How to Play the Card Game Sergeant Major

By Dana Severson

Sergeant Major is a little different than your standard trick-taking game. Though you’re tasked with taking a certain number of tricks per round, they aren’t actually used to earn points towards your overall score. They are used to figure out how many cards you’ll need to exchange for the next round of play. As you, and your opponents, get further into the game, the idea is that someone will eventually be able to exchange enough cards to bring his hand up to a win—taking 12 out of the 16 available tricks in a single round.

Deal out the deck until all players have a total of 16 cards in hand. The remaining four cards are set aside and will act as the blind.

Call trump. This privilege is always given to the dealer. He may choose whatever suit he wishes to call trump—hearts, diamonds, spades or clubs. He is not allowed to call “no trump,” an option in some trick-taking games where cards are played as normal without the addition of a trump suit.

Discard four cards, if you’re the dealer, and add those cards in the blind to your hand. Once you’ve discarded the cards and seen the blind, you may not change your discarded cards.

Play a card, starting with the person to the left of the dealer. In the game of Sergeant Major, you must follow suit when possible. Highest card wins the trick. If you are unable to follow suit, you may either throw off or play trump. Highest trump card takes the trick. In both scenarios, winner of the trick leads the next card.

Try to make and/or exceed your objective. Each round your objective will change based on your position at the table. Dealer has the objective of taking a total of eight tricks. The player to his left must take five tricks and the one to his right must take three tricks.

Note the total tricks each player has taken by counting if he is up or down a certain number. If the dealer only takes six out of his eight needed tricks, he is down two. If the player to his right has taken two more than the five tricks needed, he is up two. This will come into play on the next deal.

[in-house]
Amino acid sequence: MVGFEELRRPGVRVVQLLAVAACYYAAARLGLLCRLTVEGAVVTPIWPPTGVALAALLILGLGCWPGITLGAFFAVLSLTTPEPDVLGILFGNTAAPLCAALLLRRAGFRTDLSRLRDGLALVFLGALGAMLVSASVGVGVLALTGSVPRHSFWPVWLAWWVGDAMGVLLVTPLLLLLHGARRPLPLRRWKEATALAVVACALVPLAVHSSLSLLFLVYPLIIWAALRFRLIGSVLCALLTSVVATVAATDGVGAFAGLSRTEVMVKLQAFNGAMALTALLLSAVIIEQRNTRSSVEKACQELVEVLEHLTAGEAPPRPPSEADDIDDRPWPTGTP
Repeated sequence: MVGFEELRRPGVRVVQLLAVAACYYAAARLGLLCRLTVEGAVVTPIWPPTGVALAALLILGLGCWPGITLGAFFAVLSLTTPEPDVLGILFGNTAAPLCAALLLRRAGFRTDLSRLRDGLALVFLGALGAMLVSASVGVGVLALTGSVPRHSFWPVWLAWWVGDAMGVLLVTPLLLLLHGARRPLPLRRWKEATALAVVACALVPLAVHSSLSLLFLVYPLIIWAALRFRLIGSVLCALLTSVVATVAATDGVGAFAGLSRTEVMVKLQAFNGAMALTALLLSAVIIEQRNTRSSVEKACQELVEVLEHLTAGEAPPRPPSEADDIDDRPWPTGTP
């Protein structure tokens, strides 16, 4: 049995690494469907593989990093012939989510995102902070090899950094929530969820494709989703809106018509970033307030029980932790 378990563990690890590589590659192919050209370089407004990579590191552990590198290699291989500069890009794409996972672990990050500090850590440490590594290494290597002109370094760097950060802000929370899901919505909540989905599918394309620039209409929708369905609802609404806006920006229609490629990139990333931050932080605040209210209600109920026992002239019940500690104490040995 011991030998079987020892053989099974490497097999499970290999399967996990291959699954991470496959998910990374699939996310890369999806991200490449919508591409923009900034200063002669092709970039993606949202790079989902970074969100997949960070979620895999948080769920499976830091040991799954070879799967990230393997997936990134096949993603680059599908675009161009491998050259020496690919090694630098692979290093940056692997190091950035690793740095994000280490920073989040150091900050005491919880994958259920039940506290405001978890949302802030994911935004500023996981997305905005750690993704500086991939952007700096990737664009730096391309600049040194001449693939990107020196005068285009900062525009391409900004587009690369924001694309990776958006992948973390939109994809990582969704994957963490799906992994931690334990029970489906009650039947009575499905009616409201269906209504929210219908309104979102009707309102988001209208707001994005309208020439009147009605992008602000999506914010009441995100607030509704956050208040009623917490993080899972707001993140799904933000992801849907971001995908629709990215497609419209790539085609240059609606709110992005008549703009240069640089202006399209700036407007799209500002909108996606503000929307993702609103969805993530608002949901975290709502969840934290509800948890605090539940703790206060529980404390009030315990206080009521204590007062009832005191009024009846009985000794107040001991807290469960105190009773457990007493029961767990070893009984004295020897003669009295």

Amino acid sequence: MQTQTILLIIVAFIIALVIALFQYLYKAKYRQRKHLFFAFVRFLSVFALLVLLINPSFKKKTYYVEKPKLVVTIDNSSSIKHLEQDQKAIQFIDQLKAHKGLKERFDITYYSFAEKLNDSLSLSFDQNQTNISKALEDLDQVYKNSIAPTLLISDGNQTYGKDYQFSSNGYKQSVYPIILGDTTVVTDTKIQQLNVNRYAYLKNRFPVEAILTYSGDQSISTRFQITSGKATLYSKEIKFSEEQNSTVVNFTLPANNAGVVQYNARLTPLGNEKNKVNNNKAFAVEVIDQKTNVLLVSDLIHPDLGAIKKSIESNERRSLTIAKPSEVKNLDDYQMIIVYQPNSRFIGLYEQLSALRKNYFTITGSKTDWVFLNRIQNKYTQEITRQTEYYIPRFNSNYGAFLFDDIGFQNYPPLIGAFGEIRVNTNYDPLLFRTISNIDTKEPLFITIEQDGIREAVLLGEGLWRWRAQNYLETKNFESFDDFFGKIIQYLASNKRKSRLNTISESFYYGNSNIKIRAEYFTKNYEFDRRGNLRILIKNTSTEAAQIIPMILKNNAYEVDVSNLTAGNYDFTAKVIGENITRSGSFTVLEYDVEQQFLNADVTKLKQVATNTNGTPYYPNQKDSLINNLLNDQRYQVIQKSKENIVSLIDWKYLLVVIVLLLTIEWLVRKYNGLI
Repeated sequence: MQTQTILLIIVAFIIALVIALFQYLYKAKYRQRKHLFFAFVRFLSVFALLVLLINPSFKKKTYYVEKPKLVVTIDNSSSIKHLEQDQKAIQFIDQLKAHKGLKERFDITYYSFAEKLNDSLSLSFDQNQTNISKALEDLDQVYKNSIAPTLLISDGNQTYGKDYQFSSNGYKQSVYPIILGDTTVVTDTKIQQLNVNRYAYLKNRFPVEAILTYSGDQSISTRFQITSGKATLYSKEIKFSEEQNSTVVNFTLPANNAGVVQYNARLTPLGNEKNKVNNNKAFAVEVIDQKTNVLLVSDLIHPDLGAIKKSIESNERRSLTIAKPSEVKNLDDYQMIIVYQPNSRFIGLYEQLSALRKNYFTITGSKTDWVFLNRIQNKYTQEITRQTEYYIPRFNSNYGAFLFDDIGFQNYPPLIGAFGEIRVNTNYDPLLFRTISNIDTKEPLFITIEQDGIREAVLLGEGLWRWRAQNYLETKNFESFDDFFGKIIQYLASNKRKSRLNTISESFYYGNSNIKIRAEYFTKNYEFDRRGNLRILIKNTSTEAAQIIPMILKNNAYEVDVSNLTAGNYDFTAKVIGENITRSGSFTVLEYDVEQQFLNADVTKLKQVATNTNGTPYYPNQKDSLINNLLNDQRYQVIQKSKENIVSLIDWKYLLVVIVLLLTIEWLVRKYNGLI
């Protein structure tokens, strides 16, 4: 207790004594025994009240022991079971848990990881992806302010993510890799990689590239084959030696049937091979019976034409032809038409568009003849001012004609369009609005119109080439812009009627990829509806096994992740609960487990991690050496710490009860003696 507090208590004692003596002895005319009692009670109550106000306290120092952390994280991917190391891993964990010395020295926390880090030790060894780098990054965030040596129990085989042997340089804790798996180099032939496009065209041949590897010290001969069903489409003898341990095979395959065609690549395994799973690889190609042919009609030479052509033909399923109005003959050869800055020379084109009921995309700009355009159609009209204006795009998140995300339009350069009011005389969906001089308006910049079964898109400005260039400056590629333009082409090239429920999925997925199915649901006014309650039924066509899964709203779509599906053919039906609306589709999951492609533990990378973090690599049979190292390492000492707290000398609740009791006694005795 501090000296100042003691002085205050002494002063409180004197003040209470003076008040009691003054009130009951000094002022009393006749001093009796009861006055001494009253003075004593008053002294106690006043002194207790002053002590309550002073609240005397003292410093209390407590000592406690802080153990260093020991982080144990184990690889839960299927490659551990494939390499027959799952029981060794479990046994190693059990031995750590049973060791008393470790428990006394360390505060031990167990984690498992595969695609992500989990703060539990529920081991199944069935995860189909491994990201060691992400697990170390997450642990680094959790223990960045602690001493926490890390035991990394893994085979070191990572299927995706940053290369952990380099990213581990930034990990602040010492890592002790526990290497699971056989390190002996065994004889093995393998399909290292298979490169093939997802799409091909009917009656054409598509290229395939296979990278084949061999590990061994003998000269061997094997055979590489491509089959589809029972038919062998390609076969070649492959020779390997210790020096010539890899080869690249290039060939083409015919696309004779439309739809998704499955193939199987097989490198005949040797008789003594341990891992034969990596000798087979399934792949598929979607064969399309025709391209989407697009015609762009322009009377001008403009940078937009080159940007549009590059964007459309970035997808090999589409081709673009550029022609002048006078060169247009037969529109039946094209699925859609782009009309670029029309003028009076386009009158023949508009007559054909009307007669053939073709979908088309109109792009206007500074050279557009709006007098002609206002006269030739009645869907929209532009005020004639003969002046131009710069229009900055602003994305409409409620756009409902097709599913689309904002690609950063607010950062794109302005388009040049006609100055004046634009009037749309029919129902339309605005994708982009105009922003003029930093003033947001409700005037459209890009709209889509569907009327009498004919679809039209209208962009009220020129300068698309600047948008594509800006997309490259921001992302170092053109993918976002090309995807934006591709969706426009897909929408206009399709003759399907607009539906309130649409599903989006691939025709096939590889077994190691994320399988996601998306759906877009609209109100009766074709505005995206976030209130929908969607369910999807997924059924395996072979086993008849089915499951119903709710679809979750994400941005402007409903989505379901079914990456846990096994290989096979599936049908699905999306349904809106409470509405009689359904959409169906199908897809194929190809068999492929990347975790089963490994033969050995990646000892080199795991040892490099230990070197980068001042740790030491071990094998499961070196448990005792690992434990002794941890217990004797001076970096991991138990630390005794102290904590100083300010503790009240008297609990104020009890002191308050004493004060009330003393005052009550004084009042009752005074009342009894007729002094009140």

Pass the deck to the player to the left of the first dealer. The deck is again dealt out as before, bringing all hands up to a total of 16 cards. Any players who are up may now exchange a certain number of their lowest cards with those players that are down. The number of cards exchanged is based on the tricks up or down you were on the previous hand. If you were up two tricks, you may now exchange two of your lowest cards for two of an opponent’s highest cards of the same suit. See the Tips section for further instructions and variations.

Continue to play by the same rules as already described.

Win the game of Sergeant Major by being the first person to take a total of 12 tricks in a single round.

About the Author

Based in Minneapolis, Minn., Dana Severson has been writing marketing materials for small-to-mid-sized businesses since 2005. Prior to this, Severson worked as a manager of business development for a marketing company, developing targeted marketing campaigns for Big G, Betty Crocker and Pillsbury, among others.